• Floodability index

The flowability and floodability indices are important when powdery raw materials or products, for example, are conveyed in pipelines by air flow or when dust propensity has to be assessed from an occupational safety point of view.


Definition of parameters for the determination of macroscopic powder properties

Carr Angle of Repose

The angle of repose is the angle between a horizontal plane and the free surface of a conical powder pile (in static equilibrium) accumulated by powder falling from a defined height.

It is determined by the height (h) and the radius (r) of the conical powder pile:

Carr Angle of Repose = tan-1 (h/r)

Carr Angle of Fall or Carr Angle of Collapse

The angle of collapse corresponds to the angle of repose of a powder heap to which a defined impulse shock has been given.

Carr Angle of Difference

The angle of difference is the difference between angle of repose and the angle of collapse.

Carr Angle of Spatula or Flat-Plate-Angle

The flat-plate angle is the angle between the surface of a powder pile and a defined spatula on which it was piled up after burying the spatula under a powder bed and extracting it.

Carr Loose Bulk Density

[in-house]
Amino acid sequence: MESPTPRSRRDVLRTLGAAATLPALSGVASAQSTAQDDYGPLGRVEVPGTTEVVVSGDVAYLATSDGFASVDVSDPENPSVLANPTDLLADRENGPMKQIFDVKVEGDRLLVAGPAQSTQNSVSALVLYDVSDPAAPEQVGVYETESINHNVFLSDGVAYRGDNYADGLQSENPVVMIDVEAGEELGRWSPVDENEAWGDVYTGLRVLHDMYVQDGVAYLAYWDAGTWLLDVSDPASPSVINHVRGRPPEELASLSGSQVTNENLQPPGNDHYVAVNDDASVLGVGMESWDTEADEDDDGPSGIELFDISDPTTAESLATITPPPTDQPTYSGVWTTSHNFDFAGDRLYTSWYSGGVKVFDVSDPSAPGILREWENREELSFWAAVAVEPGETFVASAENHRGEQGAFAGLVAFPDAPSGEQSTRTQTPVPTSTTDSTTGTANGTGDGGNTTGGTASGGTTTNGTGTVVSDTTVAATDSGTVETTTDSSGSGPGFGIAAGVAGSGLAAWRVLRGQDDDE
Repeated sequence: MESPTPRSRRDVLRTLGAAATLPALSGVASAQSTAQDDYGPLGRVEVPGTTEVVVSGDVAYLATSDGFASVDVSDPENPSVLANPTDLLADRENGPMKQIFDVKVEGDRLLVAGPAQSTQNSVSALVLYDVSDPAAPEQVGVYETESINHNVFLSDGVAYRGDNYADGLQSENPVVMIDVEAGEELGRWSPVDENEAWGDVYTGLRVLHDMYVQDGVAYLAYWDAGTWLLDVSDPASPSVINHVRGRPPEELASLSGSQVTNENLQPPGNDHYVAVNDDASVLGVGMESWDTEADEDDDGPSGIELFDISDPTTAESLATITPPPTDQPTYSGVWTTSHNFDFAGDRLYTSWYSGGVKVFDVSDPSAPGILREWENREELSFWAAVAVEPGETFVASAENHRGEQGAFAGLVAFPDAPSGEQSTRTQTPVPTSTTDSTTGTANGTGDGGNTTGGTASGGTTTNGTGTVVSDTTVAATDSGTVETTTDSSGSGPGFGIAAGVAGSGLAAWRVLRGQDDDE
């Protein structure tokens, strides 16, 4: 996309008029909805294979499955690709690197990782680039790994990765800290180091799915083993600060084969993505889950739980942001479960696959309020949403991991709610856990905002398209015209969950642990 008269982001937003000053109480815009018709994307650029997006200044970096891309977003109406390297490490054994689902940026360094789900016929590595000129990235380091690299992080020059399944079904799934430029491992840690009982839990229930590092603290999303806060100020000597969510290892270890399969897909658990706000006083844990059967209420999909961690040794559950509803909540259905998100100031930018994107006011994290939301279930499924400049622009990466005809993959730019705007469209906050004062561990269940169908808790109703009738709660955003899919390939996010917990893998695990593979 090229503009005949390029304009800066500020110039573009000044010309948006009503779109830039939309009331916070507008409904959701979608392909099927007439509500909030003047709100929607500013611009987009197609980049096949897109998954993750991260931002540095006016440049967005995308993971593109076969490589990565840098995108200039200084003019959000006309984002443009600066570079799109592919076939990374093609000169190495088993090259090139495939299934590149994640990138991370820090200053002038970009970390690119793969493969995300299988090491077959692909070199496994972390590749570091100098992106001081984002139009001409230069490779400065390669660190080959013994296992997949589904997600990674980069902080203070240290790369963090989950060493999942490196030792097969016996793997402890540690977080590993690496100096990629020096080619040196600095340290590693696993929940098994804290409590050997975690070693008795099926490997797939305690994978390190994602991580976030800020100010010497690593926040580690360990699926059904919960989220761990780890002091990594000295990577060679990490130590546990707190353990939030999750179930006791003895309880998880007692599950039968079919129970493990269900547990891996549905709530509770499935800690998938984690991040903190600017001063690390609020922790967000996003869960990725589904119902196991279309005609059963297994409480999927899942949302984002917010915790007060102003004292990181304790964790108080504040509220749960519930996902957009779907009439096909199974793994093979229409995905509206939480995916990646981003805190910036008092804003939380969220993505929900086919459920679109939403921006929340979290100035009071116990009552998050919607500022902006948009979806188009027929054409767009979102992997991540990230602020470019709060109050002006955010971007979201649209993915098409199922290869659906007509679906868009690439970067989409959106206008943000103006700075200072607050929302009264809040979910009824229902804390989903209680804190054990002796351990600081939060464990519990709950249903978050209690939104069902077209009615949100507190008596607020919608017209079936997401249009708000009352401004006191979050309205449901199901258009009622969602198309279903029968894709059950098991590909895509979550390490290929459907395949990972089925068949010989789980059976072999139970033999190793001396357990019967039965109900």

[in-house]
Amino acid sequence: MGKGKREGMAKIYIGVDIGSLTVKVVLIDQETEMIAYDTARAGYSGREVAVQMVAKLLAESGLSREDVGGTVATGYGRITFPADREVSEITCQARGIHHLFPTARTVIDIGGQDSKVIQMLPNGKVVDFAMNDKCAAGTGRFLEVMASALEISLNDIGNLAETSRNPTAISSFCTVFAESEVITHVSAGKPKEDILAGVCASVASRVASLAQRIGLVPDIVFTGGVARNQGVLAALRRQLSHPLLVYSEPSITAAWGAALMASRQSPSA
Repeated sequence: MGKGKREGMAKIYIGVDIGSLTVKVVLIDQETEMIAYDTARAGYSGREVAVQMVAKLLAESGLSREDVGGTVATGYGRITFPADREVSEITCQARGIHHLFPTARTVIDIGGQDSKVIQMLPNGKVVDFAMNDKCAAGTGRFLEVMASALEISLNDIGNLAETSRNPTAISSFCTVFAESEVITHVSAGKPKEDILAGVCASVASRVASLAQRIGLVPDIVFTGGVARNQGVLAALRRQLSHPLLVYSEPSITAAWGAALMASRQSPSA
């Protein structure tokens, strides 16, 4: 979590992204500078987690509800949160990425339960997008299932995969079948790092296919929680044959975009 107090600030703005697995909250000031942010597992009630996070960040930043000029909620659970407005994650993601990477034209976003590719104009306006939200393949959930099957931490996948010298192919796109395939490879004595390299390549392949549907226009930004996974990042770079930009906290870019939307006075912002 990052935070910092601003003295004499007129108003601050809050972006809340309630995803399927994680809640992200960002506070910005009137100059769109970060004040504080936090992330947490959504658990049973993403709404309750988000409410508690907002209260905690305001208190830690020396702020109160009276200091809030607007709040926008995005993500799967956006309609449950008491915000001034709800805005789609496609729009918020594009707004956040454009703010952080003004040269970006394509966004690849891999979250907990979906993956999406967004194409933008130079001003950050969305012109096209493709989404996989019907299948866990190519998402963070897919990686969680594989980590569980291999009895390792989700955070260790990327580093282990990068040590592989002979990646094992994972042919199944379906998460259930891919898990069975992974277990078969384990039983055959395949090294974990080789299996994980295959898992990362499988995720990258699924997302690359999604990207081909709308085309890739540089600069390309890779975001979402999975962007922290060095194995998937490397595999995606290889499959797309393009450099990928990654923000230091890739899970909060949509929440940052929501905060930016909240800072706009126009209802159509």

The bulk density is determined from the volume and mass of a loosely packed powder.

Carr Packed Bulk Density or Tap Density

The tap density is determined by the volume and mass of the powder after it has been compressed, which is done through repeated dropping of a measuring cylinder from a defined height.

Carr Compressibility

The compressibility is calculated from the ratio of the difference between the bulk density (L) and tap density (P) to the determined tap density:

Carr Compressibility [%] = 100 (P – L)/P

Carr Cohesion

The cohesion is a measure for interparticular interactions and is determined by defined sieving of the powder sample (at a given sieving time).

Carr Uniformity

Uniformity is a measure for the width of the volume-based particle size distribution determined by sieving analysis.

Carr Uniformity = d60/d10

Carr Dispersibility

The dispersibility is determined by dropping 10.0 g of the powder to be characterized from a defined height into a bowl and subsequently determining the mass (m) of the powder remaining in the bowl.

Carr Dispersibility = 100 (10 g – m)/10 g


The voidage or so called powder porosity indicates the percentage value of the interparticle volume to the total volume of the powder compacted to volume constancy.

Flowability index

The flowability index is calculated from the weighted sum of the angle of repose, flat-plate-angle, compressibility, cohesion and uniformity indices.

Floodability index

The floodability index is calculated from the weighted sum of the indices of the flowability index, the angle of collapse, the angle of difference and the dispersibility.

Literature and norms

/1/ ASTM D6393 – Standard Test Method for Bulk Solid Characterization by Carr Indices